With these distinctive tags, we can generate recommendations based upon the cosine distance of these distinctive tags to the distinctive tag sets of other artists.  This type of recommendation, based upon the similarity of distinctive tags, gives us surprisingly good results.  My colleague, and resident neologist, Steve, coined the term 'tagomendations' for recommendations based on the social tags.  Here are the tagomendations for Jimi Hendrix (ordered by artist popularity):

Interestingly (and surprisingly) our tagomendations compared favorably to recommendations generated with the more traditional collaborative filtering techniques when we evaluated them in a survey.  And of course, with these tagomendations based upoon distinctive tags we can now explain why a recommendation was made, based upon how the distinctive tags for two artists overlap.  

For instance, for the Clapton recommedation, we can look at how the distinctive tags for Clapton and Hendrix overlap:

Clearly if you like Hendrix because of his blues guitar playing, you might want to give Clapton a listen. Compare this to the overlapping tags of The Door and Hendrix:

This is quite a different vibe - with the focus on psychedelia of the 60s.

These tag clouds showing how the distinctive tags for recommended artists overlap with the seed artist give me the opportunity to explore the recommendations based on my taste.  If I like Hendrix because I am a fan of face-melting guitar, I will quickly find artists, like Joe Satriani, Gary Moore, or Steve Vai - but if the reason I like Hendrix is because of the 60s, psychedelic vibe, I may find Jefferson Airplane or Steppenwolf more to my taste.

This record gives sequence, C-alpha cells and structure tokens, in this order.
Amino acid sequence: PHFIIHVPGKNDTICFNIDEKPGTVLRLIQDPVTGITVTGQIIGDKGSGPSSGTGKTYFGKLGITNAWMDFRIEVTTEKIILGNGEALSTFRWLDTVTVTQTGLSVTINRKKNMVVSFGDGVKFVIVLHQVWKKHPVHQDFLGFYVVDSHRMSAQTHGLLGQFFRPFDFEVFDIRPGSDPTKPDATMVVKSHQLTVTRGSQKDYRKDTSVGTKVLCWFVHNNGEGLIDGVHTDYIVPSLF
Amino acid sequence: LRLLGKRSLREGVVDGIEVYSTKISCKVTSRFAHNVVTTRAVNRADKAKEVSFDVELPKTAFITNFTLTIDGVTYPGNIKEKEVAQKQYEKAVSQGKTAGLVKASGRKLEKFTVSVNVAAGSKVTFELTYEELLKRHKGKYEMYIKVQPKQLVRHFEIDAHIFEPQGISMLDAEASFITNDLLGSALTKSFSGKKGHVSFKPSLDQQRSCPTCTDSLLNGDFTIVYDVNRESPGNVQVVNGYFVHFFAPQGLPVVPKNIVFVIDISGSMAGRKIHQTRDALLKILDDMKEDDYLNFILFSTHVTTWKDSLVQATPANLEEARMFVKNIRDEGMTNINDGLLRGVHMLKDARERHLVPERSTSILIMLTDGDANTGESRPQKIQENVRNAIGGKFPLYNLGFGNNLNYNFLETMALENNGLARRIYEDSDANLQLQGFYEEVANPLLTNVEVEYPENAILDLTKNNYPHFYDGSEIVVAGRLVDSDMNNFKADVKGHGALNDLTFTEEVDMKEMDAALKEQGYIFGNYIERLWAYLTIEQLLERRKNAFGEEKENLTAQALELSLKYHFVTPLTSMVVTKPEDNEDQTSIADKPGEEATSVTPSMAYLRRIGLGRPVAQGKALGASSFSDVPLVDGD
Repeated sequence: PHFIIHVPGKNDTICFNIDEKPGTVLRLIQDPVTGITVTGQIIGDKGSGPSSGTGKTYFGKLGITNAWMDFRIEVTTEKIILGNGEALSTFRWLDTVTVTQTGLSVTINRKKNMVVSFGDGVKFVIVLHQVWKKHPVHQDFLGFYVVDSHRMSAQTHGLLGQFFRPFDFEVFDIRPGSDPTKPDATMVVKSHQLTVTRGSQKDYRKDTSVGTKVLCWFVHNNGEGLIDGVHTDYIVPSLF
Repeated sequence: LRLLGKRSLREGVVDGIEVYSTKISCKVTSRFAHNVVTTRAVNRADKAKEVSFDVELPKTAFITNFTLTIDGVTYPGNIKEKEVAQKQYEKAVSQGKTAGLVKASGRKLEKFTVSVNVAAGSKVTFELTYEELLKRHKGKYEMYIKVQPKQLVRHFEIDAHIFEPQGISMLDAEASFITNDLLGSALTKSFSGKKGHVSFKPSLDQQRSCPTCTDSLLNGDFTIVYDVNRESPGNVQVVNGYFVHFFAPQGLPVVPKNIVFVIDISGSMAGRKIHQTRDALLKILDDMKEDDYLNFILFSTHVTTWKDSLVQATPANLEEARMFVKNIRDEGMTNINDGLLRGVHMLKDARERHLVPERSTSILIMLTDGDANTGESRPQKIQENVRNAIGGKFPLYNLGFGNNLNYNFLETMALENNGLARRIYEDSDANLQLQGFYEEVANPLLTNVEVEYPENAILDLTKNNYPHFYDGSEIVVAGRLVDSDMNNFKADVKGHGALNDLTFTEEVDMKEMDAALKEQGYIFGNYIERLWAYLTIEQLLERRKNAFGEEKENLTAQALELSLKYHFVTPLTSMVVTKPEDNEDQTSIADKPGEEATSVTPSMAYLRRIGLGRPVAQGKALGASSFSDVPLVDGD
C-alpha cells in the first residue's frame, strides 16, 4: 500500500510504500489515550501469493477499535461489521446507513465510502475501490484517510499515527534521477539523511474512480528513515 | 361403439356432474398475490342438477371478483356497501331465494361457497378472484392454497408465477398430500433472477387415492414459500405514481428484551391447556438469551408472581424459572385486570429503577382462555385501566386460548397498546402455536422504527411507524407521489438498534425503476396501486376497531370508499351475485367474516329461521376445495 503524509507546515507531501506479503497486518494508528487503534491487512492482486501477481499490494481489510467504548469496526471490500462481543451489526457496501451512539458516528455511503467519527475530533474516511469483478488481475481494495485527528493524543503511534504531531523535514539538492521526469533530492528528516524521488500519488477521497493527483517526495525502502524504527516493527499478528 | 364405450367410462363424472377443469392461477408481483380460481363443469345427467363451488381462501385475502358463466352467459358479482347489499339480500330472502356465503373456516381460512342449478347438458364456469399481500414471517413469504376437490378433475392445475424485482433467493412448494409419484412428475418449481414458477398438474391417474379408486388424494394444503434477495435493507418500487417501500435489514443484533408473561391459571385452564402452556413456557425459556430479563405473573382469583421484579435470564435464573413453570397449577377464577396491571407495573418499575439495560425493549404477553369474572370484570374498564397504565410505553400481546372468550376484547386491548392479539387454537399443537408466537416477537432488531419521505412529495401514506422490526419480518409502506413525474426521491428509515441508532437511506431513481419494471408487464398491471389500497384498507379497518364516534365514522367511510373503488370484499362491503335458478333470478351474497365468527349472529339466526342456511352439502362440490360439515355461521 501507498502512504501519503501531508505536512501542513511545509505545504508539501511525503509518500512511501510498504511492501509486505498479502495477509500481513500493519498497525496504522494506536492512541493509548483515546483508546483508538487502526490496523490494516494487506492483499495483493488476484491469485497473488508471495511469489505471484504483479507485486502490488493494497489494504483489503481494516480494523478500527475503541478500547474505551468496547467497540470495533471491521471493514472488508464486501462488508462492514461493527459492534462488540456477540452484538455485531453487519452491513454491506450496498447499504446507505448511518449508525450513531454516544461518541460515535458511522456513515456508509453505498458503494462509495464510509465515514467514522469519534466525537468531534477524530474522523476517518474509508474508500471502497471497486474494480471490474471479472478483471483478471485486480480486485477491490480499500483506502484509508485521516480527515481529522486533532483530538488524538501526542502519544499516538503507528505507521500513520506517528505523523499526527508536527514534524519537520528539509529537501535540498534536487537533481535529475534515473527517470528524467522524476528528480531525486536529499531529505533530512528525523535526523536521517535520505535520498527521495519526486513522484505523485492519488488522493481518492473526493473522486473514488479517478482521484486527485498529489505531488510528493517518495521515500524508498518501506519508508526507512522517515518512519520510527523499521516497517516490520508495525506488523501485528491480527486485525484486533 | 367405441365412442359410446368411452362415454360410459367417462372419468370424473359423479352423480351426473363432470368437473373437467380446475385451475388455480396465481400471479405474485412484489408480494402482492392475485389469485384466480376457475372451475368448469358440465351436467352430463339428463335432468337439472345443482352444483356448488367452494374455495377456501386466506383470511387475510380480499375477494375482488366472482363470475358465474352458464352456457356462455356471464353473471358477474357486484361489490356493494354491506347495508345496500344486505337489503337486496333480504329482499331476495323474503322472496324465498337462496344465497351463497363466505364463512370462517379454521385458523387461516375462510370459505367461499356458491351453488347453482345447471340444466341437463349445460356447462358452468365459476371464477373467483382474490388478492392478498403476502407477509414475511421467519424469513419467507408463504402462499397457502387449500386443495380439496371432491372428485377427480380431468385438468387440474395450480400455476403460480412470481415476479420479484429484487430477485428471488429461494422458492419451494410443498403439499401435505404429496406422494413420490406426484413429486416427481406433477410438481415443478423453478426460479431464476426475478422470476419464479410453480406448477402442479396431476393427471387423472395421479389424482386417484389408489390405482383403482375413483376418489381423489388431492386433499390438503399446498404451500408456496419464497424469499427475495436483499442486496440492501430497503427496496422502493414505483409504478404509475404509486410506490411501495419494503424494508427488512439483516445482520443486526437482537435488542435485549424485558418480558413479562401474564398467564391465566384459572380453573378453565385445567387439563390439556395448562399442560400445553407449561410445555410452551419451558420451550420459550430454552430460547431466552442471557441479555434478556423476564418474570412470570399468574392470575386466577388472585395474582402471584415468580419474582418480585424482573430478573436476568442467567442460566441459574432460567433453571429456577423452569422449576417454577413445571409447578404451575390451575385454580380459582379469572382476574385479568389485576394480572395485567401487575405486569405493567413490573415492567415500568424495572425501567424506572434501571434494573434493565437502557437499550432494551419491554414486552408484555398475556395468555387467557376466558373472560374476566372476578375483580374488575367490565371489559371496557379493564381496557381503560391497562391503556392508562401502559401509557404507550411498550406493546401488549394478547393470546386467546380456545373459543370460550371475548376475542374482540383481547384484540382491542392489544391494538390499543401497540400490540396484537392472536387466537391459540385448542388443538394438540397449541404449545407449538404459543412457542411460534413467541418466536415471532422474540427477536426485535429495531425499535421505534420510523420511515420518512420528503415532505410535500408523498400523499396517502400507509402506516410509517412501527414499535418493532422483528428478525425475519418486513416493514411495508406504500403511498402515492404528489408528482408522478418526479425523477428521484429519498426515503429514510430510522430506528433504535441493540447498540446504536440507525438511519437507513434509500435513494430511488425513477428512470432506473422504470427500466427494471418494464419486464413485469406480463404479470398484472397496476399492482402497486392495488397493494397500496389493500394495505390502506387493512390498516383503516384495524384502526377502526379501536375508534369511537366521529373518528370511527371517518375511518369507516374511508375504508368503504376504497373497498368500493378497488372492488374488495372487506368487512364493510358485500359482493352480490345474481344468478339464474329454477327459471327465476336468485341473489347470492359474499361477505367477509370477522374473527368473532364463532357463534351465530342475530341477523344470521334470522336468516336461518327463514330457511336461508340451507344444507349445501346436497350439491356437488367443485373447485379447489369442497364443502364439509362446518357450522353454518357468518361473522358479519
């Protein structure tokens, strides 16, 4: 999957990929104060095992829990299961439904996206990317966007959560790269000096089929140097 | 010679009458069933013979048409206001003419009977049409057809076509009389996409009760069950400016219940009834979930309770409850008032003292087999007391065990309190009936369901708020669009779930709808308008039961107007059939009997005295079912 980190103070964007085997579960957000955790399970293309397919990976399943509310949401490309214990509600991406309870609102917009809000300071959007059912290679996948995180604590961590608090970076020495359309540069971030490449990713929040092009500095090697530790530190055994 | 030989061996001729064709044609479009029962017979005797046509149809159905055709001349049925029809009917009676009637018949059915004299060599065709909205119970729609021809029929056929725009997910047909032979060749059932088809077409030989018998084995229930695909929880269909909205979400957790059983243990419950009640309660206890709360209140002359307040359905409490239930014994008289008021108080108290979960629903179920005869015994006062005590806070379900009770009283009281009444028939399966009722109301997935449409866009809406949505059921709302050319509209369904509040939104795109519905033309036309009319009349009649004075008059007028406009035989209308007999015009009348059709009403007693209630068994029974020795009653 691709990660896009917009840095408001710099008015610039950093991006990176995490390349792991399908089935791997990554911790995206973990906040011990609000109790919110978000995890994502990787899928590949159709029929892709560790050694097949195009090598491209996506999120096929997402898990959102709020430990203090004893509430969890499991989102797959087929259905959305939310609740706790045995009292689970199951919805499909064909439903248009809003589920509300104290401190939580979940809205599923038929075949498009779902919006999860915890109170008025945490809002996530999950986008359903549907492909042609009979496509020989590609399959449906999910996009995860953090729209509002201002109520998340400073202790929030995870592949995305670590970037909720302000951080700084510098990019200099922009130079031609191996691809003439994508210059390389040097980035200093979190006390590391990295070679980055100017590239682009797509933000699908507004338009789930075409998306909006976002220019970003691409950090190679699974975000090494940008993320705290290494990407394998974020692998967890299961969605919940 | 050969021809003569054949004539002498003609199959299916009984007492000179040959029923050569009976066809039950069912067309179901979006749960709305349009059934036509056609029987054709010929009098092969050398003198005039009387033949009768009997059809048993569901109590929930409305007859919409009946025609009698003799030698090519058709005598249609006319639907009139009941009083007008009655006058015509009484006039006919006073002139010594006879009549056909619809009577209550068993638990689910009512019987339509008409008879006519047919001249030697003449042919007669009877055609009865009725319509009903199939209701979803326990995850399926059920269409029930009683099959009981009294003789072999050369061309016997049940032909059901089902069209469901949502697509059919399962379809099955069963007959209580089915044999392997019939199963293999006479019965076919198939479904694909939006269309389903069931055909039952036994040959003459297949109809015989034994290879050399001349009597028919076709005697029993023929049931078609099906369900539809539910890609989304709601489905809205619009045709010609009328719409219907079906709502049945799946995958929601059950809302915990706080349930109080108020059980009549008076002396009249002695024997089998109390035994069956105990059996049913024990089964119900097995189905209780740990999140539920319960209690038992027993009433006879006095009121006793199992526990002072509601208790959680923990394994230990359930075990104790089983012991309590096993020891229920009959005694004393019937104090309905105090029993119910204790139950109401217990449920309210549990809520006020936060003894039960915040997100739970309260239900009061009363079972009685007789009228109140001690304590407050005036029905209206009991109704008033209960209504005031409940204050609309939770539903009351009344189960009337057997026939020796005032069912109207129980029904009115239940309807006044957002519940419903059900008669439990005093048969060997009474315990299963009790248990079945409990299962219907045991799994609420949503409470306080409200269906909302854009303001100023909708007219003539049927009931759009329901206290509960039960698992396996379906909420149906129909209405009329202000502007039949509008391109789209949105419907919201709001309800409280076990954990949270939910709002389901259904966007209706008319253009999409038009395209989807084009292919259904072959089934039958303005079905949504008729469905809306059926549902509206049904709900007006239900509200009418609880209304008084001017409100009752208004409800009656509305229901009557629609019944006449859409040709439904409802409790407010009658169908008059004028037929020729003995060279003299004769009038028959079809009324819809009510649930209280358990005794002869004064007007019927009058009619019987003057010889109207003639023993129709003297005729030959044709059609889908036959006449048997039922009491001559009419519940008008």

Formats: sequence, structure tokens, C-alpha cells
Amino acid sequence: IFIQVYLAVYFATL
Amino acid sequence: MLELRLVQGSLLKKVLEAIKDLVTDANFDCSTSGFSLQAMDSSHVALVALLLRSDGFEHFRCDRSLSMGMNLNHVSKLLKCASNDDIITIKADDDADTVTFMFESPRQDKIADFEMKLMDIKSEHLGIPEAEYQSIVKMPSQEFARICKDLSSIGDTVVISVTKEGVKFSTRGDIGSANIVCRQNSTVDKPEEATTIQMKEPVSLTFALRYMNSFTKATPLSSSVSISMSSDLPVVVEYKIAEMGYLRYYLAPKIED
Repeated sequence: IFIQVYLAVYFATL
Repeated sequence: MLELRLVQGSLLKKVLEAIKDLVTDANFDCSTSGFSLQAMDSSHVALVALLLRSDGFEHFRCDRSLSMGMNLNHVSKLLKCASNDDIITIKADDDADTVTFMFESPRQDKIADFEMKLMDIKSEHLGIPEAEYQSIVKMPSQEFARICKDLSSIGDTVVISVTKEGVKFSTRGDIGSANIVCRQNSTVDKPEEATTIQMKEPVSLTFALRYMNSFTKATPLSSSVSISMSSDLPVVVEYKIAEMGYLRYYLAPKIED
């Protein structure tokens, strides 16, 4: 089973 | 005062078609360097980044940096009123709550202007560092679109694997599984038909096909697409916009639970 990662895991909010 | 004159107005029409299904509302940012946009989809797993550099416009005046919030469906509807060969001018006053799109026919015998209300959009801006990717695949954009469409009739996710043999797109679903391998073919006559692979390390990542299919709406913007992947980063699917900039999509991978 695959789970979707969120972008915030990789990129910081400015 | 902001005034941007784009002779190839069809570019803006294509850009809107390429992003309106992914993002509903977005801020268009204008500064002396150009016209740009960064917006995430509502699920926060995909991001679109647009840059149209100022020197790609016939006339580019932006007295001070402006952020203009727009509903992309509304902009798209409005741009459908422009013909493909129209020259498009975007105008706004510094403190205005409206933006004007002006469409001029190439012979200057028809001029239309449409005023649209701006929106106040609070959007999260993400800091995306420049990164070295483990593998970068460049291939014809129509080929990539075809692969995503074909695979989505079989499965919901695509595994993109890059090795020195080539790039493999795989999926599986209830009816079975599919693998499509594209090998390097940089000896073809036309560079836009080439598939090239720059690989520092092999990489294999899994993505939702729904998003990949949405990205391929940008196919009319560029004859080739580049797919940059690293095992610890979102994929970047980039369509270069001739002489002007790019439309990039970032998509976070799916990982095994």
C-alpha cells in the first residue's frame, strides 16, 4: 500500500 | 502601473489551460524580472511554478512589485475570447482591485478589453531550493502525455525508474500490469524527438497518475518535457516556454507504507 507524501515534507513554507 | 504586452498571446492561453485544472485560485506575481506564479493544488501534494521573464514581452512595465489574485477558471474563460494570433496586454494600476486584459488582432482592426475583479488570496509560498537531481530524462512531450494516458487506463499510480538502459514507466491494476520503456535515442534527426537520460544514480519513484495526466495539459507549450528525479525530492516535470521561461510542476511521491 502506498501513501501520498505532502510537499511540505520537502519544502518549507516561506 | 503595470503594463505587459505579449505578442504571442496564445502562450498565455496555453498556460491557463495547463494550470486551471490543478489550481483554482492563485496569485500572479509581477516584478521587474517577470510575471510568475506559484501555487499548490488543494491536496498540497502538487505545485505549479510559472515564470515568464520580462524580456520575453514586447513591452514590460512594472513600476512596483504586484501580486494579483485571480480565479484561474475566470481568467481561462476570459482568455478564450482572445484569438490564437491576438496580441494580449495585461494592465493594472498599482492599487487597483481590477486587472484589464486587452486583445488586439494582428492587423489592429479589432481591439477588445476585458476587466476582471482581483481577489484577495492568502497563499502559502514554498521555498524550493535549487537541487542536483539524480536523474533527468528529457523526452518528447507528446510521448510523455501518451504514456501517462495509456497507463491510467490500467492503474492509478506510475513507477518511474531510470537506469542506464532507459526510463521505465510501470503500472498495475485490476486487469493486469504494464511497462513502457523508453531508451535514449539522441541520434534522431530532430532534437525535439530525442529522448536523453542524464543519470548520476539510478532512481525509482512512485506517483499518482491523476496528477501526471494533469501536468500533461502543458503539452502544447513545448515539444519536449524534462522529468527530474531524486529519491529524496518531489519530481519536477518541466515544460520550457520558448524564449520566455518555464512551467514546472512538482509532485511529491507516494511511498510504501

That's it in a nutshell - how we are using social tags to generate transparent,  explainable  recommendations.   And by the way, to do the heavy lifting for our Tagomendations  we are using the text search engine called Minion, developed by the Advanced Search Technology group here at Sun Labs.  Minion is a high quality, highly configurable search engine that is perfect for doing these types of experiments.  Look for Minion, It's coming to an open source repository near you very soon.

Likewise, we hope to release our web-based music explorer that can generate transparent tagomendations soon.  Here's a little bit of what it looks like:



This looks really excellent, Paul. I'll bet a lot of people will want to try this out. Cheers!

Posted by Jon on December 21, 2007 at 09:55 AM EST #

What a great concept! I believe that there is room for improvement in current recommendation technologies and that collaborative filtering, combined with social tags and acoustic recognition may be the holy grail...

What the industry really needs though is a way for major and indie artists to easily submit their music to all the leading recommendation and metadata engines in one swoop....similar to the concept of what reverbnation is doing. In other words, one-stop shopping for content creators to thoroughly "define" their art as part of the official release phase and then use 1 main repository or clearinghouse to submit to everyone else's back end...


Posted by Todd Beals on December 22, 2007 at 11:26 AM EST #